General Ability: In distance education courses "successful students tend to be capable of initiating their own work and seem to assume more responsibility for their own learning earlier in the process than do those students who are enrolled in traditional classes". (Simonson, Smaldino, & Zvacek, 2015, p.194)
The role of the parent becomes very important for most of my students. When the parent is not very involved, some of my students do very poorly in the online environment.
Prior Knowledge: It is important to be aware of students' prior knowledge. This will allow teacher to prepare effective instruction. (Simonson, Smaldino, & Zvacek, 2015, p.194)
I include a brief assignment on the second day of each course asking the students to share their prior experience in Spanish. Many of my students grew up speaking Spanish at home or are currently living in a Spanish-speaking country. By knowing a student's experience with Spanish I can more accurately give feedback and grade assignments.
Learning Styles: Designing instruction to meet a variety of learning styles is important. Instructors can use surveys or reflection assignments to get to know their students better. (Simonson, Smaldino, & Zvacek, 2015, p.195)
I use surveys at the beginning of each new course. This gives students the opportunity to introduce themselves. This year I added the question: "Is there anything you would like me to know about you that would allow me to better help you this year/" I have gotten some really helpful responses. One student let me know he was legally deaf which is very important for me to know when I'm grading his assignments based on pronunciation. Others will let me know their preferred learning style or work habits.
Describe the responsibilities of the student and Explain the responsibilities of the instructor for ensuring student participation.
a. Differences in Settings
Online: Although most students are very familiar with email and the Internet, they may need help learning instructional technologies and how to use discussion board and uploading compatible documents. The syllabus can address these topics. Students need to know that it is their responsibility to contact the instructor with issues or questions. (Simonson, Smaldino, & Zvacek, 2015, p.196)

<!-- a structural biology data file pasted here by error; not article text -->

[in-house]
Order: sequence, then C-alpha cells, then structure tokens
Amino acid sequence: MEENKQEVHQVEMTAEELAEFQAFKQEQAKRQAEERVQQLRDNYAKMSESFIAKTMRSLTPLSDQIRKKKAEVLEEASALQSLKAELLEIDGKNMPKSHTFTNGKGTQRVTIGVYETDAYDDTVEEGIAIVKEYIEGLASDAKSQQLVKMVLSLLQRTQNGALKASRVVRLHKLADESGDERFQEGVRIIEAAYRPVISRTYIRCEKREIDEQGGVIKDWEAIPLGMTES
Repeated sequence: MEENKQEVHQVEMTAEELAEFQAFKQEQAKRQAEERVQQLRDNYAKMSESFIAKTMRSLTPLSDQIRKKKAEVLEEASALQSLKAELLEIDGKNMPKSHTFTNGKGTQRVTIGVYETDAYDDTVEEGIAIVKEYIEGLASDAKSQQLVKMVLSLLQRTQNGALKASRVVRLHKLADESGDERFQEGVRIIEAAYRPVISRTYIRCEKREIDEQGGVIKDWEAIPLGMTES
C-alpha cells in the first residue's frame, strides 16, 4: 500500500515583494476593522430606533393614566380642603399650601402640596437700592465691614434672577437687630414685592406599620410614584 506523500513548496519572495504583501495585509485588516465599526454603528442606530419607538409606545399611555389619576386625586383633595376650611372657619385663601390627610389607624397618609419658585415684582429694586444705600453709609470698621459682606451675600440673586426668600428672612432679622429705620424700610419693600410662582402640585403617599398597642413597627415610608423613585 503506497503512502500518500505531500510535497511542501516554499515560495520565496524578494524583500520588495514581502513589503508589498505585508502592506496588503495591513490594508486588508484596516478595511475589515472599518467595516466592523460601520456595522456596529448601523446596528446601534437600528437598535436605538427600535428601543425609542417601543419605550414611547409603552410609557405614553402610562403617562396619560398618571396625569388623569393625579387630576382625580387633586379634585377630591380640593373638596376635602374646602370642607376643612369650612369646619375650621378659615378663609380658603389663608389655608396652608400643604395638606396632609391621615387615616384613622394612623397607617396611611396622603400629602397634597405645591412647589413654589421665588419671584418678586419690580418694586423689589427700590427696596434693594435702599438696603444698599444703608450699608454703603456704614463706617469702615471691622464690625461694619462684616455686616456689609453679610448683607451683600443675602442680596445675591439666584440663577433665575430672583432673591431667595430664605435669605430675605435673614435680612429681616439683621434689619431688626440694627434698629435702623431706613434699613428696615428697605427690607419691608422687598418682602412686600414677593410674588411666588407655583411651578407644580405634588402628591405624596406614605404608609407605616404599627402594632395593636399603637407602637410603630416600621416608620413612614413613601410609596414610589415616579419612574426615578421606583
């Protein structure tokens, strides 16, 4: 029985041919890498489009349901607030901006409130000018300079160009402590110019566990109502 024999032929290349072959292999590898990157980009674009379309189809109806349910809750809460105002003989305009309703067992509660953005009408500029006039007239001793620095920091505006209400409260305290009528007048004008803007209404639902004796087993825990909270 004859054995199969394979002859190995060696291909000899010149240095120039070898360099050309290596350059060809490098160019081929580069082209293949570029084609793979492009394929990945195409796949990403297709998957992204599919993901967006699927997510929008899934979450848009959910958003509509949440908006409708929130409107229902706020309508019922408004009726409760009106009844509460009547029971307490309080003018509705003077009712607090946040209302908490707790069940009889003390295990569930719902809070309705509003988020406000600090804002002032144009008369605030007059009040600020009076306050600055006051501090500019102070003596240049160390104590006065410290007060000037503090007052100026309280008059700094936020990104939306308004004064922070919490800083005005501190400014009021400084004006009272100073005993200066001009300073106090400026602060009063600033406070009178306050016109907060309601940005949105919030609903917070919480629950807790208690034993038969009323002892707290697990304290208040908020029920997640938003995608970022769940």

I have a collection of resources, email templates and videos to send students to address each of these issues quickly. We tend to get the same questions over and over so I can just copy, paste and send my response.
Video and Audio: Students need to learn to use video and audio for discussions, assignments and communications with classmates and instructor. (Simonson, Smaldino, & Zvacek, 2015, p.196)
b. Time for Class
Synchronous: Students must be in class at a certain time. This can pose problems for the student in need of greater flexibility. (Simonson, Smaldino, & Zvacek, 2015, p.197)
Our synchronous sessions are optional because of this very reason. We do record so that students can view when it is convenient for them.
Asynchronous: Students will work in class at different times. Expectations for participation must be very clear. (Simonson, Smaldino, & Zvacek, 2015, p.197)
Connecting with the Instructor: Communication methods need to be clear. The instructor should let students know the best way to contact them and specify appropriate hours for phone calls and response times. (Simonson, Smaldino, & Zvacek, 2015, p.198)
This is one of the most important responsibilities of the student. In my experience, students struggle with asking for help. They are often unsure of how to ask the right question or even just afraid of reaching out. With young learners, I'm afraid they don't realize I'm human so I try my best to send videos, include lots of positivity and encouragement and show my face.
d. Class Participation
Synchronous: Classes should be recorded for students that cannot attend. A best practice for discussin includes asking question(s) before class so students have a chance to think before they are prompted to respond in class. (Simonson, Smaldino, & Zvacek, 2015, p.199)
Asynchronous; Guidelines and expectations for discussions need to be clear. (Simonson, Smaldino, & Zvacek, 2015, p.199)
Assignment Completion: It is the students' responsibility to complete assignments. The instructor must provide a detailed syllabus and should remind students of upcoming assignments. (Simonson, Smaldino, & Zvacek, 2015, p.199)
When my students fall behind I often blame myself but have to step back and remember that the expectations and all of the resources were clear and available. I do try my best to help re-direct, motivate and encourage students to get back on track.
Addressing the Grading Issue: Instructor should provide due dates, grading system, rubrics, etc. so that students know exactly how they will earn their grade. (Simonson, Smaldino, & Zvacek, 2015, p.199)
f. Assuming Responsibility for Own Learning:
g. Equipment Requirements and Use
Technology Requirements and Use: Students need to have all of the required equipment, know how to use it and be prepared to troubleshoot issues. (Simonson, Smaldino, & Zvacek, 2015, p.200)
Simonson, M. R., Smaldino, S. E., & Zvacek, S. (2015). Teaching and learning at a distance: foundations of distance education. Charlotte, NC: Information Age Publishing.